Face­book announced today that it’s updat­ing its group pri­va­cy set­tings and work­ing to bet­ter mod­er­ate bad con­tent break­ing the platform’s rules. The plat­form is renam­ing its con­fus­ing pub­lic, closed, and secret group set­tings to the slight­ly more straight­for­ward pub­lic and pri­vate set­tings, with the option to make pri­vate groups vis­i­ble or hid­den to non-mem­bers. The new set­tings will also pro­vide more con­trol for admins and mem­bers, giv­ing admins more mod­er­a­tion tools and mem­bers the option to see the group’s his­to­ry and pre­view its con­tent before accept­ing or declin­ing an invi­ta­tion.

The new group set­tings are also part of the Safe Com­mu­ni­ties Ini­tia­tive that the com­pa­ny start­ed two years ago, in an effort to mon­i­tor and detect bad con­tent in Face­book groups. The announce­ment comes in the wake of recent find­ings that secret Face­book groups have been act­ing as gath­er­ing places for racist, offen­sive activ­i­ty — one exam­ple com­ing from ear­li­er last month, when ProP­ub­li­ca found a group of Bor­der Patrol agents jok­ing about migrant deaths.

The name change itself isn’t like­ly to stop any bad behav­ior, as secret groups will still be around. Closed groups, which only let cur­rent mem­bers view group con­tent and see who else is in the group, will now be labeled as pri­vate but vis­i­ble groups. Secret groups, which are hid­den from search, but still require an invi­ta­tion to join, will be changed to a pri­vate and hid­den group.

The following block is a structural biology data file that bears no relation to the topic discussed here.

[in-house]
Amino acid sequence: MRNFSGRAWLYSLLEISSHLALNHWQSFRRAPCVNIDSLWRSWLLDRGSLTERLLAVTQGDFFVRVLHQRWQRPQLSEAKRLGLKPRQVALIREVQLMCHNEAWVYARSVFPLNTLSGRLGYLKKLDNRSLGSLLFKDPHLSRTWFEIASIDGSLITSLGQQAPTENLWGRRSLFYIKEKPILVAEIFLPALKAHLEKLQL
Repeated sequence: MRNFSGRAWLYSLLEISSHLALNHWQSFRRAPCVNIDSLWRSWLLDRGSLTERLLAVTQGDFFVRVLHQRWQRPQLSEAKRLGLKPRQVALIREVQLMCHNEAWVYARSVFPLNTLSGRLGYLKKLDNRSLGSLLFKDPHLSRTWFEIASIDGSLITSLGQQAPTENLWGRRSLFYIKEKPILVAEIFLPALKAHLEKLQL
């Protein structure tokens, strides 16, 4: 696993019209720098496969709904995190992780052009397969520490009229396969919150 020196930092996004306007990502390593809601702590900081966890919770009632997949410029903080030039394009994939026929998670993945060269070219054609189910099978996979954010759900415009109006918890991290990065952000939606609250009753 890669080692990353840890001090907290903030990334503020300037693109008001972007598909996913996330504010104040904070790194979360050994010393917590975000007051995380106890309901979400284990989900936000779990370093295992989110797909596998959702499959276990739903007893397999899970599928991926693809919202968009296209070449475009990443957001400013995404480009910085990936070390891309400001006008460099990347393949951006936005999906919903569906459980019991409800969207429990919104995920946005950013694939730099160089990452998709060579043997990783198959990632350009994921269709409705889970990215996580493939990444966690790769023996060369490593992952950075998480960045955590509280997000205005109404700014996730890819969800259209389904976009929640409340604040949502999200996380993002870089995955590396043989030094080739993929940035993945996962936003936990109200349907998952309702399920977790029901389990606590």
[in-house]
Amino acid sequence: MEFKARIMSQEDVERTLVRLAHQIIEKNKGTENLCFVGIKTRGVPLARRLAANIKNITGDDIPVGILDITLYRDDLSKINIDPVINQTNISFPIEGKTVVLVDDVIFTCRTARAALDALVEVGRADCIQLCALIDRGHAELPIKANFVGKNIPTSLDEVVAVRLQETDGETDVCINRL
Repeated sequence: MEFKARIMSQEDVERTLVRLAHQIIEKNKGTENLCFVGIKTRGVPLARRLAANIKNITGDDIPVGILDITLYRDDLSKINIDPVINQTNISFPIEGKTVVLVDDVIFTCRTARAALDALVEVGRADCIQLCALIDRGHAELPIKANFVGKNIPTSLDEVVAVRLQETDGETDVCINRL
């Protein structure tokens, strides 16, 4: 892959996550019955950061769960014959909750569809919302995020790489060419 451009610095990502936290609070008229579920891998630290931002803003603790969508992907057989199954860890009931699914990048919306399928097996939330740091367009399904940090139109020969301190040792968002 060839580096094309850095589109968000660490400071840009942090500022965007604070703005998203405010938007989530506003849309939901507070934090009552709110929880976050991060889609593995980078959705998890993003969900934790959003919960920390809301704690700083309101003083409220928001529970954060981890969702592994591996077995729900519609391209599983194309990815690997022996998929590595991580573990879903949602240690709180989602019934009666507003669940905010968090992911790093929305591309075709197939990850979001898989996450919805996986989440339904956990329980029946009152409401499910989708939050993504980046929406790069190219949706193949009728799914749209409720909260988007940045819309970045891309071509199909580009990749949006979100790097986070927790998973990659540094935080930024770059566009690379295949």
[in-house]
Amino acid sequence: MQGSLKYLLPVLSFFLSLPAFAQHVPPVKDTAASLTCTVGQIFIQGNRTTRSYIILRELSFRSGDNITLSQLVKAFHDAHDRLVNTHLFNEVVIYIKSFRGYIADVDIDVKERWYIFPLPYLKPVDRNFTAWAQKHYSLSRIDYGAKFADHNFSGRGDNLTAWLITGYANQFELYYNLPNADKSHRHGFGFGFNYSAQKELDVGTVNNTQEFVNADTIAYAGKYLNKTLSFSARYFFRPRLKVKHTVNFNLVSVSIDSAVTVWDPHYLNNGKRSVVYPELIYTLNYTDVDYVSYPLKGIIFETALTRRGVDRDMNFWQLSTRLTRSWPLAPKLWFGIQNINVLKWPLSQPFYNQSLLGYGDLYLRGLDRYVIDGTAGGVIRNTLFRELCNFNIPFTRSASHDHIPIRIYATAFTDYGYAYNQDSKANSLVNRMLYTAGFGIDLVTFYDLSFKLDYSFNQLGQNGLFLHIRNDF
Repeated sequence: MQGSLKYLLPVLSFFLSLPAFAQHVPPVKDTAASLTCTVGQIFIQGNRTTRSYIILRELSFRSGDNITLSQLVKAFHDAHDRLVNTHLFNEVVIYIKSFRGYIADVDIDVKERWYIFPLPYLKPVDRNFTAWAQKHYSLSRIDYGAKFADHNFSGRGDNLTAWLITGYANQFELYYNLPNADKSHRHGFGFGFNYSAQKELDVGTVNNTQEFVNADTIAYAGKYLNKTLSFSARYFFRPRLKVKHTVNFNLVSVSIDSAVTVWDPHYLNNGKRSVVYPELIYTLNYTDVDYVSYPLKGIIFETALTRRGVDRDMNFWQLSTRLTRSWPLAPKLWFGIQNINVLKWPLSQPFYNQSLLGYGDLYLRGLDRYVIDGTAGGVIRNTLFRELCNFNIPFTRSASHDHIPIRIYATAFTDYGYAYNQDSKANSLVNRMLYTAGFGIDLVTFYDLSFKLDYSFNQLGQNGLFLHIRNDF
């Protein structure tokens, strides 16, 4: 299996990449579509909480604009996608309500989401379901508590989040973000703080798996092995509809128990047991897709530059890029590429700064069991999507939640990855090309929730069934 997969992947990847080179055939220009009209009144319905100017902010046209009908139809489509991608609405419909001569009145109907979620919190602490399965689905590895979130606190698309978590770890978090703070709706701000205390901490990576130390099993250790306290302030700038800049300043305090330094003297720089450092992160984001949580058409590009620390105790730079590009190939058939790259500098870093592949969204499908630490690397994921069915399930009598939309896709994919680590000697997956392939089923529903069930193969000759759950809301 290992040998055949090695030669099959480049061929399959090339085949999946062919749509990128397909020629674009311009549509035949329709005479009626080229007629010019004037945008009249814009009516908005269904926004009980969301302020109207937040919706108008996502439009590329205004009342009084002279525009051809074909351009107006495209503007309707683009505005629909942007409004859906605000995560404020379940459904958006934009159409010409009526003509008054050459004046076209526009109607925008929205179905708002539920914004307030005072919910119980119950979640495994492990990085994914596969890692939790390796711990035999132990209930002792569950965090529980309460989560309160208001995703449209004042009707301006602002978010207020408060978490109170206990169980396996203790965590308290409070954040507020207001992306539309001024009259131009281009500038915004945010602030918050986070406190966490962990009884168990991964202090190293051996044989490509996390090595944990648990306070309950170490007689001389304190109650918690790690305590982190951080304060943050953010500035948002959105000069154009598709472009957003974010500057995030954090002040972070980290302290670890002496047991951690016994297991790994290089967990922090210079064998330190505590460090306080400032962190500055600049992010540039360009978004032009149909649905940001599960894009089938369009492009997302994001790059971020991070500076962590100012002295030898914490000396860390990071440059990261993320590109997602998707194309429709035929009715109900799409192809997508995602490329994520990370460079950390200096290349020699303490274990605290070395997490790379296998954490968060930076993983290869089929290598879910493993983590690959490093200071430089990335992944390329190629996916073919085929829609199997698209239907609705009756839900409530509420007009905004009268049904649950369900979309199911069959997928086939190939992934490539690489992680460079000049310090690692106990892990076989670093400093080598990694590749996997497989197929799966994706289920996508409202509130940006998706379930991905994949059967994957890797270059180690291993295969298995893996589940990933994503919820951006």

Face­book says it uses AI and machine learn­ing to “proac­tive­ly detect bad con­tent before any­one reports it, and some­times before peo­ple even see it.” The flagged con­tent then gets reviewed by humans to see if it vio­lates Facebook’s Com­mu­ni­ty Stan­dards, but clear­ly, the sys­tem is flawed if offen­sive groups are still fly­ing under the radar.

In April, Face­book updat­ed its poli­cies to hold admins to high­er stan­dards, com­mit­ting to penal­ize the over­all group if mod­er­a­tors approve posts that break the platform’s rules. To make sure admins will be held respon­si­ble for their groups’ behav­ior, they’ll have access to a new tool called Group Qual­i­ty, which gives them an overview of con­tent that vio­lates Com­mu­ni­ty Stan­dards. Admins will also have an option to share what rules were bro­ken when they decline pend­ing posts, remove com­ments, or mute mem­bers.


Source link